US & Canada

Moving from a prison cell to a voting booth

Reginald Smith holds his newly obtained voter identification card
Image caption Reginald Smith holds his newly obtained voter identification card

As restrictions on voting for former prison inmates are relaxed across the country, a new bloc of voters is emerging in the US.

Two weeks before primary day in Maryland, a unique campaign event - perhaps even a first in the country - took place in Baltimore: an "Ex-Offender Mayoral Candidate Forum".

Roughly 100 people sat in the sanctuary of a large church and waited to hear what seven candidates for Baltimore mayor planned to do to help the formerly incarcerated residents of the troubled city. The attendees came dressed in work uniforms, carrying small children and, in Reginald Smith's case, with his brand new voter registration card still tucked in its envelope.

"Dun-da-da," he sang, pulling the card out of a file filed with information about the election. "It's been so long since I voted - this is, like, for real new."

Smith, who was released in 2012 and is on parole until 2019, was among the very first to register to vote when it became legal for former inmates like him to do so in Maryland on March 10. After a hard fought battle by community activists, the Maryland legislature overrode the veto of Republican Governor Larry Hogan and restored the voting rights of 40,000 former inmates in February. An estimated 20,000 of those live in Baltimore.

Image caption Marcus Dulin, who served three and a half years in prison, registers to vote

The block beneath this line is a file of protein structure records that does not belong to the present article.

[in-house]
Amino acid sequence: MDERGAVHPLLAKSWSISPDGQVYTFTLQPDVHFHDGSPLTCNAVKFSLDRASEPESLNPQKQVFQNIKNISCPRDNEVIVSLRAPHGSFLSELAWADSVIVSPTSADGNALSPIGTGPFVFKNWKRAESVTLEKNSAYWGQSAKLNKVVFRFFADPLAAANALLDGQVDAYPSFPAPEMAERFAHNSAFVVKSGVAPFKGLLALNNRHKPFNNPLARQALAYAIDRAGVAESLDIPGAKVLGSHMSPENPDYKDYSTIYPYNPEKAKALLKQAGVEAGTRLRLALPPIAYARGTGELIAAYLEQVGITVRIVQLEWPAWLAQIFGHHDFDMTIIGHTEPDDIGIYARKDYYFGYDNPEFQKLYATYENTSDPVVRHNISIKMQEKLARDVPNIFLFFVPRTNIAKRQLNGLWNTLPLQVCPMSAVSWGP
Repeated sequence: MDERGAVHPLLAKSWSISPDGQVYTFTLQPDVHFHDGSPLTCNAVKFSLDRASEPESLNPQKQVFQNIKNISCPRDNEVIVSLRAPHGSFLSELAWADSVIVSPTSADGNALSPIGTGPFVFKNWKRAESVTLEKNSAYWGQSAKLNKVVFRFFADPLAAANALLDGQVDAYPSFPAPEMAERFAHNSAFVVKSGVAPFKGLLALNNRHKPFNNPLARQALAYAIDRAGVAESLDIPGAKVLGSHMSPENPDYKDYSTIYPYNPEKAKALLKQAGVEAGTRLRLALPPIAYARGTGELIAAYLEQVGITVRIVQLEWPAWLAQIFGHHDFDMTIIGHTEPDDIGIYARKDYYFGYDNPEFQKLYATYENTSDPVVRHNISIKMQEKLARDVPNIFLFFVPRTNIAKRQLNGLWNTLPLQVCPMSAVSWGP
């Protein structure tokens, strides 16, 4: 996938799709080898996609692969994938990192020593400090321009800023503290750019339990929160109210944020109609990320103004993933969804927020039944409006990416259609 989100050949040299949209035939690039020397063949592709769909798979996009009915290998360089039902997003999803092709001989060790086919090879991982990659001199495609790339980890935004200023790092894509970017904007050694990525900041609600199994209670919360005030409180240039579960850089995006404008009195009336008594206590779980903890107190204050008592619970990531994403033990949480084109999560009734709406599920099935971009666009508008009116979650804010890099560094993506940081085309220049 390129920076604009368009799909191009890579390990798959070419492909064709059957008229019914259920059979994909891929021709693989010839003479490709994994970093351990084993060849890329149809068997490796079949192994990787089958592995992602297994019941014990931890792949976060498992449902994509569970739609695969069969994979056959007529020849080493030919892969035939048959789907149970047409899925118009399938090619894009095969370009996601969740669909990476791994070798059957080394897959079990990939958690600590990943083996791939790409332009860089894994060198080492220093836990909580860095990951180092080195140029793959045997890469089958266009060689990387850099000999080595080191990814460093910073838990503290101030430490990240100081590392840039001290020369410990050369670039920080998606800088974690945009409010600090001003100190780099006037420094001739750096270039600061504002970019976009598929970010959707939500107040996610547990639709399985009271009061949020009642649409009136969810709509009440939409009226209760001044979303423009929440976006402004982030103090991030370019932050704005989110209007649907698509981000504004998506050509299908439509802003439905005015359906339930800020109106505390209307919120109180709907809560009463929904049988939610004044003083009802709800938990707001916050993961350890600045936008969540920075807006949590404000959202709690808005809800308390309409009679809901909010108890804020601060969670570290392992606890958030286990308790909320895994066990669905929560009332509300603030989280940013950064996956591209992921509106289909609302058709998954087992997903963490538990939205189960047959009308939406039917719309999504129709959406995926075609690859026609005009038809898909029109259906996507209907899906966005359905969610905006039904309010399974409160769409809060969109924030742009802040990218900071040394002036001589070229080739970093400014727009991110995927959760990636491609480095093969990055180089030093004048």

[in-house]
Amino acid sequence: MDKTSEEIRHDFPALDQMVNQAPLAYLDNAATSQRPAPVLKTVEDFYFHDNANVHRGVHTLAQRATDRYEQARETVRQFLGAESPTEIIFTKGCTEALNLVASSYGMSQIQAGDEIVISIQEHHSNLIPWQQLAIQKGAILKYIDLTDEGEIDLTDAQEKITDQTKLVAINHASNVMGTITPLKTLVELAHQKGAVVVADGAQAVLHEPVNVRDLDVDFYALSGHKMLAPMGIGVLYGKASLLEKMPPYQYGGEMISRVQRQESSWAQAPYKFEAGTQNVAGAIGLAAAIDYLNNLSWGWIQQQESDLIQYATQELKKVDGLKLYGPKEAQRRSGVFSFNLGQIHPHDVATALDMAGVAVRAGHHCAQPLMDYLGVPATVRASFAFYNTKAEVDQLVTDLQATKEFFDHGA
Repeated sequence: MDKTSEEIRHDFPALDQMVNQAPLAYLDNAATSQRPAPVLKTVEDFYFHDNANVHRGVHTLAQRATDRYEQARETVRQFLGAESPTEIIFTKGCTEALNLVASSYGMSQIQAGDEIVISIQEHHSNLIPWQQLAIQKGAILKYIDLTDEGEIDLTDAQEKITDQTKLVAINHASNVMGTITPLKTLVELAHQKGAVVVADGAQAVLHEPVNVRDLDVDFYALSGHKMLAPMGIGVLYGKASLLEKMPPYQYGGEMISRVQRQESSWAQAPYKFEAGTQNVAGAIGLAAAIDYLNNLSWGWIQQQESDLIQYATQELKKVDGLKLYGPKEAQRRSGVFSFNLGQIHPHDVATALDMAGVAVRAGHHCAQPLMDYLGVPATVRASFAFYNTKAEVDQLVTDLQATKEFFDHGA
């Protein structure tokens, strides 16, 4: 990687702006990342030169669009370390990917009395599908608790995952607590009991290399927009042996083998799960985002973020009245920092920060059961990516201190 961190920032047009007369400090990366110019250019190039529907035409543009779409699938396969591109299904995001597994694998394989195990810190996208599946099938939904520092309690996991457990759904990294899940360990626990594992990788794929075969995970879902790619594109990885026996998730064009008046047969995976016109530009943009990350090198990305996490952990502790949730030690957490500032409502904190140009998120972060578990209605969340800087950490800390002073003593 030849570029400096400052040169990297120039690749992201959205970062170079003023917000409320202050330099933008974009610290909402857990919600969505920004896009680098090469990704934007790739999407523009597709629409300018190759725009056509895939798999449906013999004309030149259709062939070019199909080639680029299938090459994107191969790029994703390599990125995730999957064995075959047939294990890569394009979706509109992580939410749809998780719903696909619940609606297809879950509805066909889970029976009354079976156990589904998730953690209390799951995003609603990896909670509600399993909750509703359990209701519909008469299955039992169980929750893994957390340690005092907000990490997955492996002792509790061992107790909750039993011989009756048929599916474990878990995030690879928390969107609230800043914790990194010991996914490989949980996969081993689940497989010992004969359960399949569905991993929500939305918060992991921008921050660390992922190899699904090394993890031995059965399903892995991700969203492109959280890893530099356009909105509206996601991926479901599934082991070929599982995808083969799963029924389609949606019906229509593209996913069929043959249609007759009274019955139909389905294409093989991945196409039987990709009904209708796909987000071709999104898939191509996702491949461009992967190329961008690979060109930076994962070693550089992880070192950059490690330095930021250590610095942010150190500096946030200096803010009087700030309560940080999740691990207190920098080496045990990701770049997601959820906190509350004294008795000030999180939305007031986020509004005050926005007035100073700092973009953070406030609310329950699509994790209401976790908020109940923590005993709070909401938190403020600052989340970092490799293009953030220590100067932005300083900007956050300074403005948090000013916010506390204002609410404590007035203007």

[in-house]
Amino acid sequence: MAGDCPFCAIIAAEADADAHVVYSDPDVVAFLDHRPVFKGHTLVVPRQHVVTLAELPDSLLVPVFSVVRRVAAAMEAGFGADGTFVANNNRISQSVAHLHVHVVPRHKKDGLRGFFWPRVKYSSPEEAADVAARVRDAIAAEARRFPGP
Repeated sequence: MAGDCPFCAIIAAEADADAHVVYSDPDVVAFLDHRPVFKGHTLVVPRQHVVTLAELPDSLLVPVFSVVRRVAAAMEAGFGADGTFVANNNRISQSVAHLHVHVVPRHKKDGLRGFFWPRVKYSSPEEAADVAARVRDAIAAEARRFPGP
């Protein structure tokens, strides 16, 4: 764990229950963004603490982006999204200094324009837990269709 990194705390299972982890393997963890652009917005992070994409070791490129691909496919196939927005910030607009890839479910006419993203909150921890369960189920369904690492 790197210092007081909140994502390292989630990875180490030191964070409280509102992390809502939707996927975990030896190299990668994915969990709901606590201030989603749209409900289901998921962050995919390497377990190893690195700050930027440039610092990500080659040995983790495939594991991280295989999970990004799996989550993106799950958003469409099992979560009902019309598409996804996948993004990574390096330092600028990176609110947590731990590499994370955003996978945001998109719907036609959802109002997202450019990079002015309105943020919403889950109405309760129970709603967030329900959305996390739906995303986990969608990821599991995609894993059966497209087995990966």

The US is far more restrictive of voting for former inmates than other developed nations, particularly for those who have been convicted of a felony, a term for more serious crimes that typically comes with a prison sentence of a year or longer. Maryland is the 14th state to allow former prisoners to vote as soon as they are released, regardless of additional probation or parole time. On Friday, Virginia Governor Terry McAuliffe announced that he is restoring the rights of 200,000 men and women with felony records by executive order, which could have huge implications for the swing state going into the elections in November. Marc Mauer, executive director of the Sentencing Project, says these kinds of restrictions on voting have been relaxed in 23 states so far.

"The trend is very much toward reform, but at the same time the sheer numbers in the justice system, the fact that the category of the disenfranchised is so broad means the impact is still very substantial," he says.

Laws that took away the right to vote from convicted criminals trace their roots back to the end of the Civil War and Reconstruction, and some were an overt effort to take rights away from newly freed African Americans. As US prisons filled with a disproportionate number of minorities, the racial impact of these laws was perpetuated.

"Because of the over-representation of communities of colour in the criminal justice system, this disenfranchisement dilutes the African-American vote in very serious ways," says Chris Uggen, a professor of sociology and law at the University of Minnesota.

An estimated 5.85 million people in the US are unable to vote because of their criminal records.

Uggen says turnout from this population is expected to be low, even as voting restrictions ease, but it is still a bloc that can have an impact on closely contested races.